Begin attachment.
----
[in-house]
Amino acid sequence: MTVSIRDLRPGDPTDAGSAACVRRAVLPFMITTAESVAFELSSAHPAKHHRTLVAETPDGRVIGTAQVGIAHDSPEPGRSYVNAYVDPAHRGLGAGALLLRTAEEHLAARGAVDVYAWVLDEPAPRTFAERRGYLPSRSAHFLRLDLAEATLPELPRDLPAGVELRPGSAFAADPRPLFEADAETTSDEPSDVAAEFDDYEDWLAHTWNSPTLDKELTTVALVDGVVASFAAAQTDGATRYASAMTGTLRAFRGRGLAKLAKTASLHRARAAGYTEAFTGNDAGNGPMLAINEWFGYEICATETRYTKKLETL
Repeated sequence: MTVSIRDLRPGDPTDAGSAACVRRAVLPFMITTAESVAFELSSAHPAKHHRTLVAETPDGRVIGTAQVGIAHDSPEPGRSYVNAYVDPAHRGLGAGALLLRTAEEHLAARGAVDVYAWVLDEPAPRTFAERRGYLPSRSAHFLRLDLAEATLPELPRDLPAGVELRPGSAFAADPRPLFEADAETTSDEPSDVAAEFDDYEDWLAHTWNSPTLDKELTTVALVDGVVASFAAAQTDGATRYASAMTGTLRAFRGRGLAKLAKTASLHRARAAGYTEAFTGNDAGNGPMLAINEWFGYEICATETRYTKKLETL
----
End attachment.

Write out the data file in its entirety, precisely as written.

[in-house]
Amino acid sequence: MTVSIRDLRPGDPTDAGSAACVRRAVLPFMITTAESVAFELSSAHPAKHHRTLVAETPDGRVIGTAQVGIAHDSPEPGRSYVNAYVDPAHRGLGAGALLLRTAEEHLAARGAVDVYAWVLDEPAPRTFAERRGYLPSRSAHFLRLDLAEATLPELPRDLPAGVELRPGSAFAADPRPLFEADAETTSDEPSDVAAEFDDYEDWLAHTWNSPTLDKELTTVALVDGVVASFAAAQTDGATRYASAMTGTLRAFRGRGLAKLAKTASLHRARAAGYTEAFTGNDAGNGPMLAINEWFGYEICATETRYTKKLETL
Repeated sequence: MTVSIRDLRPGDPTDAGSAACVRRAVLPFMITTAESVAFELSSAHPAKHHRTLVAETPDGRVIGTAQVGIAHDSPEPGRSYVNAYVDPAHRGLGAGALLLRTAEEHLAARGAVDVYAWVLDEPAPRTFAERRGYLPSRSAHFLRLDLAEATLPELPRDLPAGVELRPGSAFAADPRPLFEADAETTSDEPSDVAAEFDDYEDWLAHTWNSPTLDKELTTVALVDGVVASFAAAQTDGATRYASAMTGTLRAFRGRGLAKLAKTASLHRARAAGYTEAFTGNDAGNGPMLAINEWFGYEICATETRYTKKLETL